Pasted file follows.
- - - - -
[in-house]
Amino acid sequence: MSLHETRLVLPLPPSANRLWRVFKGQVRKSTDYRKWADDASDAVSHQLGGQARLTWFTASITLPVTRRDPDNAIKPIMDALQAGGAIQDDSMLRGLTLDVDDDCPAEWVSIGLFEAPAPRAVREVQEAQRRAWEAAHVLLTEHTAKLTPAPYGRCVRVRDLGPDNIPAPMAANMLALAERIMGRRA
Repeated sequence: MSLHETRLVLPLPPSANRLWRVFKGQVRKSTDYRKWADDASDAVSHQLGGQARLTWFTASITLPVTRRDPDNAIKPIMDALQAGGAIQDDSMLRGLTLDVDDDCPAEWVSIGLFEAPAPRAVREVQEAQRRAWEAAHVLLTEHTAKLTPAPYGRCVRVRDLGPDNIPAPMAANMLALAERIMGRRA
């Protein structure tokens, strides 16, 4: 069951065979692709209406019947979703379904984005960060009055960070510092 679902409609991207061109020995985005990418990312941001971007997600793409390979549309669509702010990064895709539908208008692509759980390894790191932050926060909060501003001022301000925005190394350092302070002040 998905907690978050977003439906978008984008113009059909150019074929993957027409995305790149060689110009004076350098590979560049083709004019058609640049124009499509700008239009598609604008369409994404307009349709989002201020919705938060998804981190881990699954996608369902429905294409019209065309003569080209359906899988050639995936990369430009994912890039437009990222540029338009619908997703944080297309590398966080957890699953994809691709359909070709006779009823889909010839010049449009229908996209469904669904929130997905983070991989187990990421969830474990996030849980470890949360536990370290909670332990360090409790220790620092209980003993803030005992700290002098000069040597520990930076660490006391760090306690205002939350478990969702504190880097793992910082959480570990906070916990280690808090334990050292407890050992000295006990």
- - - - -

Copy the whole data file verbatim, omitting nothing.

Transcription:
[in-house]
Amino acid sequence: MSLHETRLVLPLPPSANRLWRVFKGQVRKSTDYRKWADDASDAVSHQLGGQARLTWFTASITLPVTRRDPDNAIKPIMDALQAGGAIQDDSMLRGLTLDVDDDCPAEWVSIGLFEAPAPRAVREVQEAQRRAWEAAHVLLTEHTAKLTPAPYGRCVRVRDLGPDNIPAPMAANMLALAERIMGRRA
Repeated sequence: MSLHETRLVLPLPPSANRLWRVFKGQVRKSTDYRKWADDASDAVSHQLGGQARLTWFTASITLPVTRRDPDNAIKPIMDALQAGGAIQDDSMLRGLTLDVDDDCPAEWVSIGLFEAPAPRAVREVQEAQRRAWEAAHVLLTEHTAKLTPAPYGRCVRVRDLGPDNIPAPMAANMLALAERIMGRRA
């Protein structure tokens, strides 16, 4: 069951065979692709209406019947979703379904984005960060009055960070510092 679902409609991207061109020995985005990418990312941001971007997600793409390979549309669509702010990064895709539908208008692509759980390894790191932050926060909060501003001022301000925005190394350092302070002040 998905907690978050977003439906978008984008113009059909150019074929993957027409995305790149060689110009004076350098590979560049083709004019058609640049124009499509700008239009598609604008369409994404307009349709989002201020919705938060998804981190881990699954996608369902429905294409019209065309003569080209359906899988050639995936990369430009994912890039437009990222540029338009619908997703944080297309590398966080957890699953994809691709359909070709006779009823889909010839010049449009229908996209469904669904929130997905983070991989187990990421969830474990996030849980470890949360536990370290909670332990360090409790220790620092209980003993803030005992700290002098000069040597520990930076660490006391760090306690205002939350478990969702504190880097793992910082959480570990906070916990280690808090334990050292407890050992000295006990």